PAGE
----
In the field of telephony as in many others, Africa has jumped a technological step by moving directly to mobile.
The outlook of the smartphone market is still seeing exponential growth. It is estimated that at least 660 million Africans (against 336 million in 2016) will be equipped with a smartphone by 2020.
Orange has played its part in this African expansion, having established mobile payment services (via the Orange Money service) across its operations on the continent as well as investing in mobile internet coverage – it currently offers 4G services in 14 African markets.
The company also aims to keep its tariffs affordable, and to this end has partnered with KaiOS Technologies to democratise access to digital services in Africa. Beginning 2019, Orange customers in Africa will have access to a new category of smart feature phones powered by KaiOS, the operating system from KaiOS Technologies, that is creating an emerging ecosystem of digital products and services at an affordable price. In addition, customers will be able to use Google’s digital assistant – the Google Assistant - in French, English and Arabic to help overcome language and literacy challenges.
The first product to launch will be a 3G smart feature phone, followed by a 4G version later next year. The new phones will allow access to in-demand apps like Twitter, Facebook, You Tube, Google Search, Google Maps and the Google Assistant. It comes at an affordable price as a smart feature phone with advanced smartphone-like functionalities. This offer will be available in almost every country where Orange is present.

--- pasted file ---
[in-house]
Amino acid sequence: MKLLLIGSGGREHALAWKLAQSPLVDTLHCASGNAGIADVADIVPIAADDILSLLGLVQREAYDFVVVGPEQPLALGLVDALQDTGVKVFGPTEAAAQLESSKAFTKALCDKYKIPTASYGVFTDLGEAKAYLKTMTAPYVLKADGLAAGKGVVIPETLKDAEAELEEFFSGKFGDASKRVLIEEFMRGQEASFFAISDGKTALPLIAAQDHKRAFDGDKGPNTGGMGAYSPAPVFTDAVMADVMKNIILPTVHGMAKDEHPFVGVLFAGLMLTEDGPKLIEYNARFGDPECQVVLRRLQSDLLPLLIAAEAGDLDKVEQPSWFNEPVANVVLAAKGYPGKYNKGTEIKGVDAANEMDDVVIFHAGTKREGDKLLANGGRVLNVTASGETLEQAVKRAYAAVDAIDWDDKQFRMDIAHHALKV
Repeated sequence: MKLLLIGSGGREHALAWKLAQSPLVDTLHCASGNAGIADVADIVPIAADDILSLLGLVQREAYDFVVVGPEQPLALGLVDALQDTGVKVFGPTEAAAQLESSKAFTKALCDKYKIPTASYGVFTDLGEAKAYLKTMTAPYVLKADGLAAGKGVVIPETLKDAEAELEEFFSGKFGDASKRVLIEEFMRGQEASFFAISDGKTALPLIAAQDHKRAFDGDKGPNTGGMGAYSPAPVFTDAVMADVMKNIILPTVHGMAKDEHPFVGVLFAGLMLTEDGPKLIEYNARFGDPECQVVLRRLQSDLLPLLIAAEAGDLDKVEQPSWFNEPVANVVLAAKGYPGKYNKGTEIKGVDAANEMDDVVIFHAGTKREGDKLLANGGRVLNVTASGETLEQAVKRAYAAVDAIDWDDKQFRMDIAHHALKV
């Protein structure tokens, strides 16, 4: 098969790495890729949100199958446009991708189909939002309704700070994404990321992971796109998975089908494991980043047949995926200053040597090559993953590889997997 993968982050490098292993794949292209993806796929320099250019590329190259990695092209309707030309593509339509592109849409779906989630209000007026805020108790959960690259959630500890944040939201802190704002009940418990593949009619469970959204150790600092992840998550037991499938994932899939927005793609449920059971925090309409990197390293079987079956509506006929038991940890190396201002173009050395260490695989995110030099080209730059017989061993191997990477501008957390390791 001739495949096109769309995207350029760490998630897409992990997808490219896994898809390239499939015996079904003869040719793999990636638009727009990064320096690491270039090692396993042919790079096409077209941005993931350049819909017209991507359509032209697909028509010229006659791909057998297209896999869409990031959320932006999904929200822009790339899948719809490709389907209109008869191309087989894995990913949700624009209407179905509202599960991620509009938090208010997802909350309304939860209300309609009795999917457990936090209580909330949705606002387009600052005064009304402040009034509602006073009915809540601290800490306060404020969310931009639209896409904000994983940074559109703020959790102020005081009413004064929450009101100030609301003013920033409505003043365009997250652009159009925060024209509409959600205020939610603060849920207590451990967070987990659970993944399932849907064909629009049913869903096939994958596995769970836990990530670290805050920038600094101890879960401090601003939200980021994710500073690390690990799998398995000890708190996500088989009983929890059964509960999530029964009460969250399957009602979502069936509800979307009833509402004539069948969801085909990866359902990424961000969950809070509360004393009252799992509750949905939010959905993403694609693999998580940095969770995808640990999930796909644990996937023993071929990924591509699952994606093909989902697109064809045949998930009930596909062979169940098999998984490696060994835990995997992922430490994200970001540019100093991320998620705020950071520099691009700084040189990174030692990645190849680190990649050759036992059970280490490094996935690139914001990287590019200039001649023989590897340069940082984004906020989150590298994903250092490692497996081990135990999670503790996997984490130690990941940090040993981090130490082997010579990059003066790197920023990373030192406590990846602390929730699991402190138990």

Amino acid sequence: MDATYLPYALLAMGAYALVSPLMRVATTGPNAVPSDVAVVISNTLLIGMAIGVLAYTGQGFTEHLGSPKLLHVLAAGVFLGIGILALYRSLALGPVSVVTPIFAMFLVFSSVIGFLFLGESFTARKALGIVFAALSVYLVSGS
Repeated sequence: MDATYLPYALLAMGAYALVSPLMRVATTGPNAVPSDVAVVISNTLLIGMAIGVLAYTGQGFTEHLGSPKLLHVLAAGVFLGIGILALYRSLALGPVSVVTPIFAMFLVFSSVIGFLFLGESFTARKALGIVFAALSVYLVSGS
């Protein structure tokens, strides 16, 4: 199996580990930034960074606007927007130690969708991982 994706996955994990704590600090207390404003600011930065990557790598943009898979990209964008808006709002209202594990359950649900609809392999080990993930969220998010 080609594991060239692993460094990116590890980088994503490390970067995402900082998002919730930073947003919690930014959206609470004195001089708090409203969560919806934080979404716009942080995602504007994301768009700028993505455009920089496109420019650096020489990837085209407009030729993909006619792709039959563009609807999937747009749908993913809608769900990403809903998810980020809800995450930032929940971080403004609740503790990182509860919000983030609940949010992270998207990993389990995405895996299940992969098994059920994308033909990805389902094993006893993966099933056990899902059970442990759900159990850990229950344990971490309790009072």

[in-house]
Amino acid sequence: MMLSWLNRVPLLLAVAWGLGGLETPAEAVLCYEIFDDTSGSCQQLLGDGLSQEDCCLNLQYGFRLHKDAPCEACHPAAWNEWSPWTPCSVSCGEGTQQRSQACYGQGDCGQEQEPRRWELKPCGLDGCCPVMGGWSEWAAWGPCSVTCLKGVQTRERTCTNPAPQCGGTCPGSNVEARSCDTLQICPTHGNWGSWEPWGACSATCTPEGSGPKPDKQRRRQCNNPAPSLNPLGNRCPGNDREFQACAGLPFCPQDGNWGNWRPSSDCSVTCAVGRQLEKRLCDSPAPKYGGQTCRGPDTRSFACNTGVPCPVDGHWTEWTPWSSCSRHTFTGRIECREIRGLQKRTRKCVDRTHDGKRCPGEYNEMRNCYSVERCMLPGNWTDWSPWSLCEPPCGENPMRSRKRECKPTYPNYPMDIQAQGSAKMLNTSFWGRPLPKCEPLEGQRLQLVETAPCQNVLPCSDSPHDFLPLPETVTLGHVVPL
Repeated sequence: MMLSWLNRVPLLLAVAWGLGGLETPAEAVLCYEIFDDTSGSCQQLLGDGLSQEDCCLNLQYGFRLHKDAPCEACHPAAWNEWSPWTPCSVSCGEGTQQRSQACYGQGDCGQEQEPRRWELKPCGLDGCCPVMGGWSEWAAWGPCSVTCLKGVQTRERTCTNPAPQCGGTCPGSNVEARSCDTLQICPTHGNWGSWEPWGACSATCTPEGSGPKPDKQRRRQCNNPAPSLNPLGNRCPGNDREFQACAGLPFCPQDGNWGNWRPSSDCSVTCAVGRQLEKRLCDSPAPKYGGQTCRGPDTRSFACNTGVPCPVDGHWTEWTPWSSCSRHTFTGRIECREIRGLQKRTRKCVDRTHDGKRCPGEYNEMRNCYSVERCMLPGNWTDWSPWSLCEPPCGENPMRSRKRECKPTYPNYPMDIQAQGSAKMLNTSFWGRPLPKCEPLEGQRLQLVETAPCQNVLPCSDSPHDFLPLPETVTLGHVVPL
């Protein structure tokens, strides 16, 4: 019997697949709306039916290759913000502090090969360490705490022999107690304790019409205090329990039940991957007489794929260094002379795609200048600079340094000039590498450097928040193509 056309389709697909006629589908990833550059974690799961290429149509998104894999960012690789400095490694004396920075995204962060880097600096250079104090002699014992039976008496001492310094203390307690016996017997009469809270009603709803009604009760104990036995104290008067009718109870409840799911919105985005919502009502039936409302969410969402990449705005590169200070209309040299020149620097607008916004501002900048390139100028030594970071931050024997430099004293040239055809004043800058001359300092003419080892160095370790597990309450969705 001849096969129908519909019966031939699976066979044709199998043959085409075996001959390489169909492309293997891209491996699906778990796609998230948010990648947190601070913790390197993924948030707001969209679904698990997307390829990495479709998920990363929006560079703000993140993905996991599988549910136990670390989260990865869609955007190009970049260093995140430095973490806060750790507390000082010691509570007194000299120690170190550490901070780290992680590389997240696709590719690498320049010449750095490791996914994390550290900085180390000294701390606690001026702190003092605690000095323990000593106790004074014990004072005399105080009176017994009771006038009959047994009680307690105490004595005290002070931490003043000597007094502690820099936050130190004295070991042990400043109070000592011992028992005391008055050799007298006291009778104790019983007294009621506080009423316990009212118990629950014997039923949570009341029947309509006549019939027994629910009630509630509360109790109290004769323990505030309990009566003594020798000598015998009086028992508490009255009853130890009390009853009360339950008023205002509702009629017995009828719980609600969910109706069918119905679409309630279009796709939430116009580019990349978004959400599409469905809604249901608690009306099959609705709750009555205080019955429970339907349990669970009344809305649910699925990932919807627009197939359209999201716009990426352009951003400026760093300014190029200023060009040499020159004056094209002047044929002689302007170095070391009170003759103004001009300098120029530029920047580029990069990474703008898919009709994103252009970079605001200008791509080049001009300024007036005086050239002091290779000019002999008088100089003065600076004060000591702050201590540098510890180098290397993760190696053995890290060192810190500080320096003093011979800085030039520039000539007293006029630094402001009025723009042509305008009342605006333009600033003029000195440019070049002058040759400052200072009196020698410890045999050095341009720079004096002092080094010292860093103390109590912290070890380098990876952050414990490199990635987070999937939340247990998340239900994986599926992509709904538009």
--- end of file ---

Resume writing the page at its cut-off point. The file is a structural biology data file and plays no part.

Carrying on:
Of all the digital revolutions, e-learning is arguably one of the most transformative for Africa. Online education will make it possible to train the millions of professionals the continent needs to take charge of its development. Through its “African Digital School” programme, Orange aims to mobilise its infrastructure, access and expertise to help Africa rise to the challenge of training young people, especially in digital growth sectors.
The first partners of this programme are major French institutions, like the CNED and the University Institutes of Technology, and the startup OpenClassrooms for IT lessons. Orange has also announced a new partnership with the Virtual University of Tunis, which has provided digital training to all Tunisian students for over a decade. The partnership aims to support access to their courses and training in the African countries within Orange’s footprint. A similar partnership will be signed in December with the Virtual University of Senegal, another leader in online training in Africa.
Orange is present in 20 countries in Africa and the Middle East where it has 119 million customers (Q3 2018). Generating €5 billion in sales in 2017, this zone is a strategic priority for the group. Orange Money, its mobile-based money transfer and financial services offer is available in 17 countries and has 40.2 million customers.